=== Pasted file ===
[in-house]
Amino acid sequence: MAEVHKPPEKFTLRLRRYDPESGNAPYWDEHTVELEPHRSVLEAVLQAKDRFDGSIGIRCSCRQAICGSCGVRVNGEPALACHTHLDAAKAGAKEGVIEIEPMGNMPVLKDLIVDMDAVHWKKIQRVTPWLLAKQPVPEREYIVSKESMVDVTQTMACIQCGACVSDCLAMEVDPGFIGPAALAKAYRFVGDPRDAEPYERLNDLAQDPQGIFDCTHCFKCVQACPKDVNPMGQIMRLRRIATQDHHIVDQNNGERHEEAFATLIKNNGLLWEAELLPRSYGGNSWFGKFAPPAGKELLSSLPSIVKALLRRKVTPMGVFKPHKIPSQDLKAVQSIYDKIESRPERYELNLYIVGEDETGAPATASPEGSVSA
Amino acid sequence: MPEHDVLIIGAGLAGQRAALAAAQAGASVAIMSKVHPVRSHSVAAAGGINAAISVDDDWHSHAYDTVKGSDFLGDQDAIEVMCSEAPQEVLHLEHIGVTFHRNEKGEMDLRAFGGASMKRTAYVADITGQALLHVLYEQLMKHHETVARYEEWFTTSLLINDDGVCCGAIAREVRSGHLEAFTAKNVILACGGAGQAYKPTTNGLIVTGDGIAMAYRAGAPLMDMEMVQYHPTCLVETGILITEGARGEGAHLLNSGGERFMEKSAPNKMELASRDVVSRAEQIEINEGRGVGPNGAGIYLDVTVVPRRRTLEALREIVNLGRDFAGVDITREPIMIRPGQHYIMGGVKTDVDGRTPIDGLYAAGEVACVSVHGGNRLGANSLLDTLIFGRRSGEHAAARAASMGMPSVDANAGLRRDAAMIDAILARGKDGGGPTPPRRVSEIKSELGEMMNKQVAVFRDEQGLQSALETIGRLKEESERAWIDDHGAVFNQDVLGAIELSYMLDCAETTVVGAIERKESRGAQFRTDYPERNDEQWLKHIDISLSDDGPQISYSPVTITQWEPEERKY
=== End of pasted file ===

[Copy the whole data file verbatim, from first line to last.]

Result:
[in-house]
Amino acid sequence: MAEVHKPPEKFTLRLRRYDPESGNAPYWDEHTVELEPHRSVLEAVLQAKDRFDGSIGIRCSCRQAICGSCGVRVNGEPALACHTHLDAAKAGAKEGVIEIEPMGNMPVLKDLIVDMDAVHWKKIQRVTPWLLAKQPVPEREYIVSKESMVDVTQTMACIQCGACVSDCLAMEVDPGFIGPAALAKAYRFVGDPRDAEPYERLNDLAQDPQGIFDCTHCFKCVQACPKDVNPMGQIMRLRRIATQDHHIVDQNNGERHEEAFATLIKNNGLLWEAELLPRSYGGNSWFGKFAPPAGKELLSSLPSIVKALLRRKVTPMGVFKPHKIPSQDLKAVQSIYDKIESRPERYELNLYIVGEDETGAPATASPEGSVSA
Amino acid sequence: MPEHDVLIIGAGLAGQRAALAAAQAGASVAIMSKVHPVRSHSVAAAGGINAAISVDDDWHSHAYDTVKGSDFLGDQDAIEVMCSEAPQEVLHLEHIGVTFHRNEKGEMDLRAFGGASMKRTAYVADITGQALLHVLYEQLMKHHETVARYEEWFTTSLLINDDGVCCGAIAREVRSGHLEAFTAKNVILACGGAGQAYKPTTNGLIVTGDGIAMAYRAGAPLMDMEMVQYHPTCLVETGILITEGARGEGAHLLNSGGERFMEKSAPNKMELASRDVVSRAEQIEINEGRGVGPNGAGIYLDVTVVPRRRTLEALREIVNLGRDFAGVDITREPIMIRPGQHYIMGGVKTDVDGRTPIDGLYAAGEVACVSVHGGNRLGANSLLDTLIFGRRSGEHAAARAASMGMPSVDANAGLRRDAAMIDAILARGKDGGGPTPPRRVSEIKSELGEMMNKQVAVFRDEQGLQSALETIGRLKEESERAWIDDHGAVFNQDVLGAIELSYMLDCAETTVVGAIERKESRGAQFRTDYPERNDEQWLKHIDISLSDDGPQISYSPVTITQWEPEERKY